Cost-effectiveness of eplerenone in patients with systolic heart failure and mild symptoms

July 11, 2014

Source: Heart online first

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Date of publication: July 2014

Publication type: Research

In a nutshell: Results from the EMPHASIS-HF trial (‘Eplerenone in Mild Patients Hospitalization and Survival Study in Heart Failure’) were used to develop a simulation model estimating lifetime direct costs of prescribing eplerenone to patients with chronic systolic heart failure (HF). Eplerenone was regarded as cost-effective at a willingness-to-pay threshold of £20 000 per QALY (Quality-Adjusted Life Years).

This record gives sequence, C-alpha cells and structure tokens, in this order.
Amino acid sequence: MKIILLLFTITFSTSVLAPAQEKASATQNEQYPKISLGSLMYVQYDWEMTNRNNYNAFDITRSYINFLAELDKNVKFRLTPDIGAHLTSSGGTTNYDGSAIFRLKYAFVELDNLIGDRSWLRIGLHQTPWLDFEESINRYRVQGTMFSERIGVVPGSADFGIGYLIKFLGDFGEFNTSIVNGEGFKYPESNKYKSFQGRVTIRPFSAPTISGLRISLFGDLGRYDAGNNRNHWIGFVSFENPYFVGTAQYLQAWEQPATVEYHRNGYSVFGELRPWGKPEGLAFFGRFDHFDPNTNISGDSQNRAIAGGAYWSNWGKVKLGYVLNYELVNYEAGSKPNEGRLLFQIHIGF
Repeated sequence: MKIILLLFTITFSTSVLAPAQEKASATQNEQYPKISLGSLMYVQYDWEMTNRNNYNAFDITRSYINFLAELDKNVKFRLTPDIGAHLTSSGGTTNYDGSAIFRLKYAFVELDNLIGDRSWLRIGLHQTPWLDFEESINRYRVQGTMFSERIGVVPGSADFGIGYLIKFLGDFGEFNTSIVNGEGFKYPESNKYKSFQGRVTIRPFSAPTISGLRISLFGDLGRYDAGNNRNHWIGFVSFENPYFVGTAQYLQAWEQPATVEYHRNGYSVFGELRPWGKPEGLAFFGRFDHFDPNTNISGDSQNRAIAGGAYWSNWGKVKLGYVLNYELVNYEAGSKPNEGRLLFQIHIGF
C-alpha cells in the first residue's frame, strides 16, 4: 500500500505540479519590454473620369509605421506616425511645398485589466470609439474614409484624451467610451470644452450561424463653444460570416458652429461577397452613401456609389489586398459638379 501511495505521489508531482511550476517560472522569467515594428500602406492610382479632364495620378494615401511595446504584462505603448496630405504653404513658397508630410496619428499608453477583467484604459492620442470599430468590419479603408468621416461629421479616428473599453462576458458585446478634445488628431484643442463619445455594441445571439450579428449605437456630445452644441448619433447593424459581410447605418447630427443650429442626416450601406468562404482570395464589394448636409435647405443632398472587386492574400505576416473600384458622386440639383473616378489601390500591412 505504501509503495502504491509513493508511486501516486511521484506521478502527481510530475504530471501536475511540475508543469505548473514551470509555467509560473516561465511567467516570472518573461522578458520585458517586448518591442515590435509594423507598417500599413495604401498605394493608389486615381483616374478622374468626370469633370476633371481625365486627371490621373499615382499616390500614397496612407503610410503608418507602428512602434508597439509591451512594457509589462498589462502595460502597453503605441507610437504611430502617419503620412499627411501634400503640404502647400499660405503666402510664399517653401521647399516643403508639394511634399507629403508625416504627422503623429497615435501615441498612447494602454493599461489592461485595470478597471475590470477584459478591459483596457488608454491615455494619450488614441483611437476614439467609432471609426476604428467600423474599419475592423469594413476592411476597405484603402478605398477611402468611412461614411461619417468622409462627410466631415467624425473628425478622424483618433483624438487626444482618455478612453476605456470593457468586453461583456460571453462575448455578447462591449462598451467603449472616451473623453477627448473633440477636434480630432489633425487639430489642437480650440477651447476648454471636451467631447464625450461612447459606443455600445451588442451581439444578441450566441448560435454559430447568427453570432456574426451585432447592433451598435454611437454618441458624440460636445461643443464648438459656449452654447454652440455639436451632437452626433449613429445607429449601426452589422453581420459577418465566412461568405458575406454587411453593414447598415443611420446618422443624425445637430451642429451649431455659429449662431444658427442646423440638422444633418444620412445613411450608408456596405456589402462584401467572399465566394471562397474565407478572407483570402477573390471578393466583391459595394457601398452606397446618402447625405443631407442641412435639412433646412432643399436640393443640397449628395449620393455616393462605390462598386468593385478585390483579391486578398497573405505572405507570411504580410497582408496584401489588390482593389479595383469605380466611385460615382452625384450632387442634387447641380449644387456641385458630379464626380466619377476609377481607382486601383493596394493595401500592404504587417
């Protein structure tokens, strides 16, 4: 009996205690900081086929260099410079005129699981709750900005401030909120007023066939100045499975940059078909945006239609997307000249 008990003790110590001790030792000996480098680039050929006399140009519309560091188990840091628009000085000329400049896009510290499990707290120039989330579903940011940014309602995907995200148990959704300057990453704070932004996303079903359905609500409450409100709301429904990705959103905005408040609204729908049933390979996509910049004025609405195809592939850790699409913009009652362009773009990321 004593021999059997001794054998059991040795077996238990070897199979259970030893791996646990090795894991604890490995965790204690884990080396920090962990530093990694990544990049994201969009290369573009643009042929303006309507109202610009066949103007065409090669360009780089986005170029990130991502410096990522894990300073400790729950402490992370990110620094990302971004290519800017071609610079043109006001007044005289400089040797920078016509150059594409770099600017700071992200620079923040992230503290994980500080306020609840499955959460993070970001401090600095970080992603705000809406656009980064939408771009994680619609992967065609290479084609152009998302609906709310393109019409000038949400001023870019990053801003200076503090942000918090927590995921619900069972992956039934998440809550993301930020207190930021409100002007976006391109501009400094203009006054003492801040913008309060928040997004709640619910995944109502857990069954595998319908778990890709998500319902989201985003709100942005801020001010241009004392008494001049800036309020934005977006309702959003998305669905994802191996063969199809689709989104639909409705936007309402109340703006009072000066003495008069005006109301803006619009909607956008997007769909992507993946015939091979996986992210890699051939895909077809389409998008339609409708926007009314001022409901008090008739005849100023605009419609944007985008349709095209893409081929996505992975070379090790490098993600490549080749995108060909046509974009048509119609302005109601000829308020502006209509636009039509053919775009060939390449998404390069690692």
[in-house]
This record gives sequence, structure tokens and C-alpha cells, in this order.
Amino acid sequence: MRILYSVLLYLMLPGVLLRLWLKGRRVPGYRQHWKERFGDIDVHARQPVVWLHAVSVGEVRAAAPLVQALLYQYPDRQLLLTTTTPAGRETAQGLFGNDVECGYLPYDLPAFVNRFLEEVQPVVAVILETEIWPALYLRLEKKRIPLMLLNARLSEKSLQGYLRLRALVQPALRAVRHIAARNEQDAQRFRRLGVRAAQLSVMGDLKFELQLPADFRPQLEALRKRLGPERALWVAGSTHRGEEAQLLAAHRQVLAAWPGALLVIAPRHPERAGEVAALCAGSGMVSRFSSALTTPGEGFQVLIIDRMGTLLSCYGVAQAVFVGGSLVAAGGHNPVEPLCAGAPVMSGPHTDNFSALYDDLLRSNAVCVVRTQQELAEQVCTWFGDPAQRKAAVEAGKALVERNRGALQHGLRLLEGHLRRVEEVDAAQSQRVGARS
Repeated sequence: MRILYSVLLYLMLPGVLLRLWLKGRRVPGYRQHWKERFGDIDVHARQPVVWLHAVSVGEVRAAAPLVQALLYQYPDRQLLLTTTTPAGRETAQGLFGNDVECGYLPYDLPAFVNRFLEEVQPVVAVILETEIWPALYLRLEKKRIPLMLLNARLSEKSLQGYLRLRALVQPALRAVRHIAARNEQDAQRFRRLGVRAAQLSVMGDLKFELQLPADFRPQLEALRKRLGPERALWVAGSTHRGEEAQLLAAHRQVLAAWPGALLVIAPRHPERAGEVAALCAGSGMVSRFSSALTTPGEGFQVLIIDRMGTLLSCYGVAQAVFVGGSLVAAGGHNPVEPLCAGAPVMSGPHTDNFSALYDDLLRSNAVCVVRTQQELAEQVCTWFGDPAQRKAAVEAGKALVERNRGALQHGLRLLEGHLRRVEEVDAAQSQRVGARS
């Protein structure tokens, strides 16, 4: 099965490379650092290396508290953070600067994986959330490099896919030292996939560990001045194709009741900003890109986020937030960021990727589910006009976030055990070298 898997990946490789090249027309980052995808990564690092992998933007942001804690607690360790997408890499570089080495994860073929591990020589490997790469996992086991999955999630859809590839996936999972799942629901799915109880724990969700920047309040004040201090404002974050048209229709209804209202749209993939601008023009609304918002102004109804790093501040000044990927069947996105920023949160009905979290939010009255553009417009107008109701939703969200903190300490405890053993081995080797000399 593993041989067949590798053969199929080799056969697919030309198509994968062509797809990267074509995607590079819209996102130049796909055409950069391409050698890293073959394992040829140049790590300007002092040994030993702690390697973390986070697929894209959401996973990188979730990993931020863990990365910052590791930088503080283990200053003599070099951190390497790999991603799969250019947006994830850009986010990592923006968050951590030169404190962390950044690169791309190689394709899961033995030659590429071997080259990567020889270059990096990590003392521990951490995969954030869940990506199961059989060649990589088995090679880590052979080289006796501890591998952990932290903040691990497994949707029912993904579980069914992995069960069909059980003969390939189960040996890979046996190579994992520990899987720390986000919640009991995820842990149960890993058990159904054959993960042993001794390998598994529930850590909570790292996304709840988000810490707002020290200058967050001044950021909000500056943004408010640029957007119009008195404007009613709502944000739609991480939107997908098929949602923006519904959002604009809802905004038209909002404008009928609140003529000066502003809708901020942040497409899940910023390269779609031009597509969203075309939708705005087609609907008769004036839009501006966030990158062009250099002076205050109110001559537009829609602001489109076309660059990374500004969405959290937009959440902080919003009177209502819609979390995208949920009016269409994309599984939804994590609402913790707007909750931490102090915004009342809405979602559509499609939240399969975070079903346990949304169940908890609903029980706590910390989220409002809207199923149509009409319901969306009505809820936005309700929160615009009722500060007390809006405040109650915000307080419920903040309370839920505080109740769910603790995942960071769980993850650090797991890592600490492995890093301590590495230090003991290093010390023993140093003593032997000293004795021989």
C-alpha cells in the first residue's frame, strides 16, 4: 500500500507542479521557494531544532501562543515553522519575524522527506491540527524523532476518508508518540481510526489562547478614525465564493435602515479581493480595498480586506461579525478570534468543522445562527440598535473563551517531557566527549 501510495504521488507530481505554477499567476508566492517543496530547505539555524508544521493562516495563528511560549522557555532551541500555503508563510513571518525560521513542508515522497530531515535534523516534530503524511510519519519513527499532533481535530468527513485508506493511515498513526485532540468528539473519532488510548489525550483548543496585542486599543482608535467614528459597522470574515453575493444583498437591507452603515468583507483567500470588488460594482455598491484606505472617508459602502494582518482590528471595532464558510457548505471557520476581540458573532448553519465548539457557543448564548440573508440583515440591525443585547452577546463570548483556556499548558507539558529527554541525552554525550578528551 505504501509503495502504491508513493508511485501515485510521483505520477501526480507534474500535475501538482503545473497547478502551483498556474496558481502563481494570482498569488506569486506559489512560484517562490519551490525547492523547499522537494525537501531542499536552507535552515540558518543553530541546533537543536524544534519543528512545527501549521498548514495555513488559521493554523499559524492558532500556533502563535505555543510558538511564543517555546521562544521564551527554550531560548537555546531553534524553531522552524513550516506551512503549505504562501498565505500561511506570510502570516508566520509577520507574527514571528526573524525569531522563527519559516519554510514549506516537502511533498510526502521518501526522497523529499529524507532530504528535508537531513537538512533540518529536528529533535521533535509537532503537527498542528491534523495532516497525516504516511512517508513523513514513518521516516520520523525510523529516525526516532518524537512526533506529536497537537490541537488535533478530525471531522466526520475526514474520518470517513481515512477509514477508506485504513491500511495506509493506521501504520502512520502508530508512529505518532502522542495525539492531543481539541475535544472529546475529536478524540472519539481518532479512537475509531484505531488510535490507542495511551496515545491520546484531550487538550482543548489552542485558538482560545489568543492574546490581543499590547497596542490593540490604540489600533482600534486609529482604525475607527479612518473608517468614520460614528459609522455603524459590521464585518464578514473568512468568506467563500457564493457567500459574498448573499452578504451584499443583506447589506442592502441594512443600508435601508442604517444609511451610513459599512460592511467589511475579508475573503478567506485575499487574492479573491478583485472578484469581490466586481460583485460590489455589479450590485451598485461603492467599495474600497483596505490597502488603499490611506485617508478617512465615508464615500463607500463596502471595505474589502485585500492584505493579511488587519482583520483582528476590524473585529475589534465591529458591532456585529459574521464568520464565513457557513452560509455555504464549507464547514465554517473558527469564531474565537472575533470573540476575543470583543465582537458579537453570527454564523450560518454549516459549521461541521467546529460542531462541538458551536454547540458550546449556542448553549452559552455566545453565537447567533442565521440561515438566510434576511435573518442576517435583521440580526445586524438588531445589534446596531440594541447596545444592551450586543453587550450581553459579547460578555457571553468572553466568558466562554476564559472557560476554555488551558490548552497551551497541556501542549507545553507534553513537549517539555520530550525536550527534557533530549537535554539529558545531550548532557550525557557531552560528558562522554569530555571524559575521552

Length of publication: 7 pages

Some important notes: Please contact your local NHS library if you cannot access the full text. Follow this link to find your local NHS library.


The cost effectiveness of ivabradine in the treatment of chronic heart failure

June 19, 2014

Source: Heart, 2014, 100 (13) p. 1031-6

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Date of publication: July 2014

Publication type: Journal article

In a nutshell: This economic evaluation assessed the cost-effectiveness of ivabradine from the perspective of the UK National Health Service, based on the results of the SHIfT trial. Ivabradine is expected to have a 95% chance of being cost-effective in the EU-licensed population using the current NICE cost-effectiveness threshold of £20,000 per QALY.

Length of publication: 6 pages

Some important notes: Please contact your local NHS library if you cannot access the full text. Follow this link to find your local NHS library.